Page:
Style + Beauty

published : 2023-09-29

What You Need to Know Before Getting a Breast Lift

Two Plastic Surgeons Share Key Details About This Fast-Growing Cosmetic Surgery Procedure

A photo of a woman undergoing a breast lift surgery, taken with a Canon EOS R camera.

A growing number of women are opting to reverse gravity by getting a surgical breast-lift procedure.

The prevalence of breast lifts has risen 70% since 2000 — twice the growth of breast implant surgery, according to new statistics from the American Society of Plastic Surgeons.

During a breast lift, excess skin is removed to tighten the breast envelope, repositioning the breast tissue and nipple-areolar complex higher on the chest wall.

Dr. Constance M. Chen, a renowned New York-based plastic surgeon and breast reconstruction specialist, explains that as women age, it is typical for the skin to lose elasticity and for the breasts to drop.

Breastfeeding is a significant factor in breast drooping, but even women who did not breastfeed may experience sagging over time.

The transition into menopause also contributes to breast changes, as dense glandular breast tissue is replaced by softer and less firm fatty tissue.

If sagging breasts make a woman unhappy, surgery is the only way to fix it, as exercises to firm the chest muscles won't impact the breast tissue itself.

A well-fitted bra can provide temporary support and enhance appearance in clothes, but it won't reverse breast sagging.

A picture of Dr. Constance M. Chen, a renowned plastic surgeon, discussing breast lift procedures, taken with a Nikon D850 camera.

In most cases, a breast lift doesn't change the size of the breasts, but it can make them appear fuller and rounder.

For women who desire larger or smaller breasts, a breast lift can be combined with augmentation or reduction procedures.

Dr. Brian Reagan of CosmetiCare in San Diego recommends waiting at least three months after breastfeeding to undergo a breast lift, as the breasts continue to change during this period.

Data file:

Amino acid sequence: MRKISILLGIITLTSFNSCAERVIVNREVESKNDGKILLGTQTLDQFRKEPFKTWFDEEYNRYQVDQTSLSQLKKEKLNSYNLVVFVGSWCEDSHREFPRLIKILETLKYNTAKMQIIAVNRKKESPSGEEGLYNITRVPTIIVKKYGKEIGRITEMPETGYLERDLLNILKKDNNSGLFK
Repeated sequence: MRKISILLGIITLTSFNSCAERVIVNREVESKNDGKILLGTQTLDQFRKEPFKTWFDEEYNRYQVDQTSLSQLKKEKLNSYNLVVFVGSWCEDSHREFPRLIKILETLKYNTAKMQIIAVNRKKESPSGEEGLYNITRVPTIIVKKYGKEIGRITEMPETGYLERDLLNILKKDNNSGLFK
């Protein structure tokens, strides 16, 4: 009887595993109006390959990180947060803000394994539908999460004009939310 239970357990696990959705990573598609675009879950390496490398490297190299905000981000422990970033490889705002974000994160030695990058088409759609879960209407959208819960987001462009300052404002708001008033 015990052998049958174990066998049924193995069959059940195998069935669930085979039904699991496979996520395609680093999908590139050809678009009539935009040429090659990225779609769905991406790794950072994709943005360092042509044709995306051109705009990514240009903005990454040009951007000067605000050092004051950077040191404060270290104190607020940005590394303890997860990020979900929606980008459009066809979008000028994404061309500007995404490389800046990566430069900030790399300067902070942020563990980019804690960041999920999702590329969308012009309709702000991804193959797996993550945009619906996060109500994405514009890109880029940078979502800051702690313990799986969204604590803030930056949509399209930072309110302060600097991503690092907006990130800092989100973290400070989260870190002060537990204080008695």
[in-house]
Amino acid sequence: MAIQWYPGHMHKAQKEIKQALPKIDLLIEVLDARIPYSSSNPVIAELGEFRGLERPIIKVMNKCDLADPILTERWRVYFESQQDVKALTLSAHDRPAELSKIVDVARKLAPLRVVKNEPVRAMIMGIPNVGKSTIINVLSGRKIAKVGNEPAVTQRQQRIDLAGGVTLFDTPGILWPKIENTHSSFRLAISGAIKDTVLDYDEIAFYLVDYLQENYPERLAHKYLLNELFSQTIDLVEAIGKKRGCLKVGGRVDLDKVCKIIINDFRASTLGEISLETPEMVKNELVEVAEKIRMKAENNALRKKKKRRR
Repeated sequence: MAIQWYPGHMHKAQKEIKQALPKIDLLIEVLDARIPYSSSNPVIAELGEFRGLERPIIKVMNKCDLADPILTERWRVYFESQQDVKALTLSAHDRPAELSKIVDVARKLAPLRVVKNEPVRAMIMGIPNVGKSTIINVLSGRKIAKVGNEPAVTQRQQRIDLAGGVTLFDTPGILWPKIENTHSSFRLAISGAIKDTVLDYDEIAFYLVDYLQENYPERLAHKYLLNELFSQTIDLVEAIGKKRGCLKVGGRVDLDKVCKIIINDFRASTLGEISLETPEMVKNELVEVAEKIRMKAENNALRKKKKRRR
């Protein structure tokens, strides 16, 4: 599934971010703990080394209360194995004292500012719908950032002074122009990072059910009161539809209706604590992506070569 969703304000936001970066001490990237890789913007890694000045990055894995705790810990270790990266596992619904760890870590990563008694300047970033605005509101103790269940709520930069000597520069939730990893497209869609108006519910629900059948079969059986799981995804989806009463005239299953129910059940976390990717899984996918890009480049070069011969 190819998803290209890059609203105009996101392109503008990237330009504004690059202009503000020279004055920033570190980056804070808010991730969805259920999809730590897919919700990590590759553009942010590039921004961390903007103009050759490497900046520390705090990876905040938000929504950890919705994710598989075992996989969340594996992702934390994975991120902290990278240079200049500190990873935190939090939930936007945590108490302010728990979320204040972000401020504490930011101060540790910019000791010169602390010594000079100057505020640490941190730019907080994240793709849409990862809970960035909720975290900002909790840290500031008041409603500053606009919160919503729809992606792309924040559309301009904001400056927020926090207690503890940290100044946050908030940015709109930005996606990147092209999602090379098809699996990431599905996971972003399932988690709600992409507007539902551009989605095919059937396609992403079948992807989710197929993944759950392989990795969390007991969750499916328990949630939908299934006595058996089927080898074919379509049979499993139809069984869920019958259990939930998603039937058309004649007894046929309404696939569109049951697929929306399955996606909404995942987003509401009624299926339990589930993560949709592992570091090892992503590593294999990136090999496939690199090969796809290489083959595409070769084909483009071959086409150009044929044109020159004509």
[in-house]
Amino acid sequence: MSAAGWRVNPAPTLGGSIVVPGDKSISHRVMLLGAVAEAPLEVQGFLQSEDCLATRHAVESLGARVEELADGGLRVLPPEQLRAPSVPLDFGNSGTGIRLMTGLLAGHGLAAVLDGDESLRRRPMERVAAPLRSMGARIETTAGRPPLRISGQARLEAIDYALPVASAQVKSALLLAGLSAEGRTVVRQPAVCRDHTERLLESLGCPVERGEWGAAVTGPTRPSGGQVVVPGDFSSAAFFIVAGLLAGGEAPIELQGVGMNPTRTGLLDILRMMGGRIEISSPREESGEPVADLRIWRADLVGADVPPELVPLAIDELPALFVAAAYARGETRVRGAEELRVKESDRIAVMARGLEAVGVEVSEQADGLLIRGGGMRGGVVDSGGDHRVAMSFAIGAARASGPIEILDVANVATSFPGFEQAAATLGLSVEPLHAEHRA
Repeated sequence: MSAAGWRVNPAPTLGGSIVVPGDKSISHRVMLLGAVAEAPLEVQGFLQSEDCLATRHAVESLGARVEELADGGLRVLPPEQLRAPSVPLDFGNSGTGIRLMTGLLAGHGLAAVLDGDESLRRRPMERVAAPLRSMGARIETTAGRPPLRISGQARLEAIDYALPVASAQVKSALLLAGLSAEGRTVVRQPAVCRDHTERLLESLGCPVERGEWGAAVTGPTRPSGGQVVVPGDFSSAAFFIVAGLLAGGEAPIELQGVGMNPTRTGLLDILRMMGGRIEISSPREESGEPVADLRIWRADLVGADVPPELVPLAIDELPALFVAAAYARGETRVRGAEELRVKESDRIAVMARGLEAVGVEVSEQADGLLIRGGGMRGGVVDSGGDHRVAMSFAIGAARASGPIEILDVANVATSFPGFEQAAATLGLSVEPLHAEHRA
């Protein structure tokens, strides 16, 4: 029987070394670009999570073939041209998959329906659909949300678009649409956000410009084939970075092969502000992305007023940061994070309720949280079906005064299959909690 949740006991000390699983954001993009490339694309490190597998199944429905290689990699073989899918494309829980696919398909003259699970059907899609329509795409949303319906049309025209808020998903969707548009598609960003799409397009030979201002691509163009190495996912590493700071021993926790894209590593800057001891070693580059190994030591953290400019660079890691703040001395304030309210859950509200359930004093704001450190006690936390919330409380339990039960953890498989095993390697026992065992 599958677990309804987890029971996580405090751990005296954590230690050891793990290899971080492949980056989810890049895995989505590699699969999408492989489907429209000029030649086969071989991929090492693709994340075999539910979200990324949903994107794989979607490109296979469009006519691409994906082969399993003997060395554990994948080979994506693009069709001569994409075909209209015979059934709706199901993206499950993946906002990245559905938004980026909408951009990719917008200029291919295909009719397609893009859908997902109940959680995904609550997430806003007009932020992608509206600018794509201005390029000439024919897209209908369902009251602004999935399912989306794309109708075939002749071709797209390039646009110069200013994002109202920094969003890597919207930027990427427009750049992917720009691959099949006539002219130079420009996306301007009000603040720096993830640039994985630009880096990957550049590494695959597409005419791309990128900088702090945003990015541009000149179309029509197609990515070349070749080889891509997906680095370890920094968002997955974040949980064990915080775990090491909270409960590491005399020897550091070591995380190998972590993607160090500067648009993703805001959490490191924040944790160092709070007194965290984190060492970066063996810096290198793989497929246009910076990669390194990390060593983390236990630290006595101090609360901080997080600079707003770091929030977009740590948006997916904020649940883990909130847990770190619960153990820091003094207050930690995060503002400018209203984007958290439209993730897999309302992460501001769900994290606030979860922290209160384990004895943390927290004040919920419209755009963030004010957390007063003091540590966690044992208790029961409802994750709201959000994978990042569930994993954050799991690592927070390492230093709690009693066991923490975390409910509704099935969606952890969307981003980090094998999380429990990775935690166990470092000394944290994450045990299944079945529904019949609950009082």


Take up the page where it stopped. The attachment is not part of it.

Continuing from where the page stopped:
Different mastopexy procedures are available based on the amount of lift required.

A 'crescent lift' removes a small crescent of skin from the top of the nipple-areolar complex to adjust the position of the nipple.

This procedure is suitable when the breasts are perky, and the woman desires a slight adjustment of the nipple-areolar complex.

A 'Benelli lift' tightens the skin using a doughnut-shaped incision around the nipple-areolar complex, which can also flatten the breast.

To improve breast projection, an implant may be utilized in conjunction with a Benelli lift.

An image showing the before and after results of a breast lift, highlighting the improvement in breast appearance and position, taken with a Sony Alpha A7 III camera.

A 'lollipop lift' repositions the breast tissue higher on the chest wall by removing more breast skin and reshaping the breast shape.

This method involves scars around the nipple-areolar complex and vertically to the fold below the breast, resembling a lollipop.

The 'anchor lift' is a traditional Wise-pattern mastopexy that adds a horizontal scar along the fold below the breast, allowing for tissue reshaping and repositioning.

All surgical procedures come with risks, and breast lifts are no exception.

Potential risks include decreased nipple sensation, tissue loss (including the nipple), and poor scarring.

Individuals who smoke or have medical conditions like high blood pressure or diabetes may not be suitable candidates for breast lifts.

Ideal candidates are healthy individuals without medical issues who have deflated, droopy breasts.

A breast lift is a personal decision that should be thoroughly discussed with a qualified plastic surgeon.